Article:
Welcome back after all these eons; bring the radiating language of your ridiculous, miraculous brains back tomorrow, too.
Don’t tell us you can’t; this is probably your last chance.
You are an interesting species. Chase the hornéd horse with all of your might into the sun.
Another poem suggestion from the comment stream:
The Game Changed
The phantasmic imperium is set in a chronic
state of hypnotic fixity. I have absolutely
no idea what the fuck you’re talking about
was his reply, and he wasn’t laughing,
either, one of the most repellent human beings
I’ve ever known, his presence a gross and slippery
lie, a piece of chemically pure evil. A lawyer—
although the type’s not exclusive to lawyers.
A lot of different minds touch, and have touched,
the blood money in the dummy account
in an offshore bank, washed clean, free to be
transferred into a hedge fund or a foreign
brokerage account, at least half a trillion
ending up in the United States, with more to come.
I believe I told you I’m a lawyer. Which has had
little or no effect on a certain respect
I have for occurrences that suggest laws
of necessity. I too am thinking of it
as a journey—the journey with conversations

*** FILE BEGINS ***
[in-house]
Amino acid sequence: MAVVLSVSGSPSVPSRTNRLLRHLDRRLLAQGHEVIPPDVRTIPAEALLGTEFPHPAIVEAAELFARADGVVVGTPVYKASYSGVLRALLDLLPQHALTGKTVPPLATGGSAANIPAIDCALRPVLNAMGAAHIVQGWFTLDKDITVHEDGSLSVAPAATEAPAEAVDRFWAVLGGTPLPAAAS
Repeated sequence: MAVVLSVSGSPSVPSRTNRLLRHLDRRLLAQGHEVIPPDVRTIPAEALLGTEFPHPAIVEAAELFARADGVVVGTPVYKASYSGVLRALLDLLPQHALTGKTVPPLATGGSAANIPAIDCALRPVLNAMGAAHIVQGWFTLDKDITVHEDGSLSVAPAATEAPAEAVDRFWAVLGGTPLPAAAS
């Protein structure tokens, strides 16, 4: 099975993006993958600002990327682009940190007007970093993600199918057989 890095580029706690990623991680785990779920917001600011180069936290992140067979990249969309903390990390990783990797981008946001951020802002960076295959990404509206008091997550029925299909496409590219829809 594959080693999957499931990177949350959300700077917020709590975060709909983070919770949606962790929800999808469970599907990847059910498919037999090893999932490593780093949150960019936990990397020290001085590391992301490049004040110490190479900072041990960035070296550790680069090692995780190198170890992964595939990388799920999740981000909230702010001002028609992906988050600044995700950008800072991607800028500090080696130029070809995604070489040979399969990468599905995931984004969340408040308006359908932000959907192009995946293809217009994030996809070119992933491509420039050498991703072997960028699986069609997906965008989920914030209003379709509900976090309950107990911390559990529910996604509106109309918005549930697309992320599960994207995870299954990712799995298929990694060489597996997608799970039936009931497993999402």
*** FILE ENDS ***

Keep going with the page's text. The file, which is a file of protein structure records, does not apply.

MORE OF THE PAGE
otherwise known as the Divina Commedia
is how Osip Mandelstam characterized Dante’s poem.
Lebanon? I hear the Maronite Patriarch
dares the Syrians to kill him, no word
from my grandfather’s side of the family
in the Shouf. “There are circles here”—
to quote the professor of international
relations and anthropology—“Vietnam, Lebanon,
and Iraq . . . Hanoi, Beirut, and Baghdad.”
The beggar in Rome is the beggar in Istanbul,
the blind beggar is playing saxophone,
his legs covered with a zebra-striped blanket,
the woman beside him holding an aluminum cup,
beside them, out of a shopping bag, the eyes
of a small, sick dog. I’m no pseudoaesthete.
It’s a physical thing. An enthusiasm,
a transport. The melancholy is ancient.
The intent is to make a large, serious
portrait of my time. The sun on the market
near Bowling Green, something red, something
purple, bunches of roses and lilacs. A local
issue for those of us in the neighborhood.
Not to know what it is you’re breathing
in a week when Black Hawk helicopters resume
patrolling the harbor. Two young men
blow themselves up attaching explosives
on the back of a cat. An insurgency:
commandos are employed, capital is manipulated
to secure the oil of the Asian Republics.
I was walking in the Forties when I saw it—
a billboard with a background of brilliant
blue sky, with writing on it in soft-edged,
irregularly spaced, airy-white letters
already drifting off into the air, as if they’d
been sky-written—“The World Really Does
Revolve Around You.” The taxi driver rushes
to reach his family before the camp is closed—
“There is no way I will leave, there is no way—
they will have to kill us, and, even if
they kill every one of us, we won’t leave.” Sweat
dripping from her brow, she picks up the shattered,
charred bones. She works for the Commission
on Missing Persons. “First they kill them,”
she says, “then they burn them, then they cover them
with dead babies . . .” Neither impenetrable opacity
nor absolute transparency. I know what I’m after.
The entire poem is finished in my head. No,
I mean the entire poem. The color, the graphic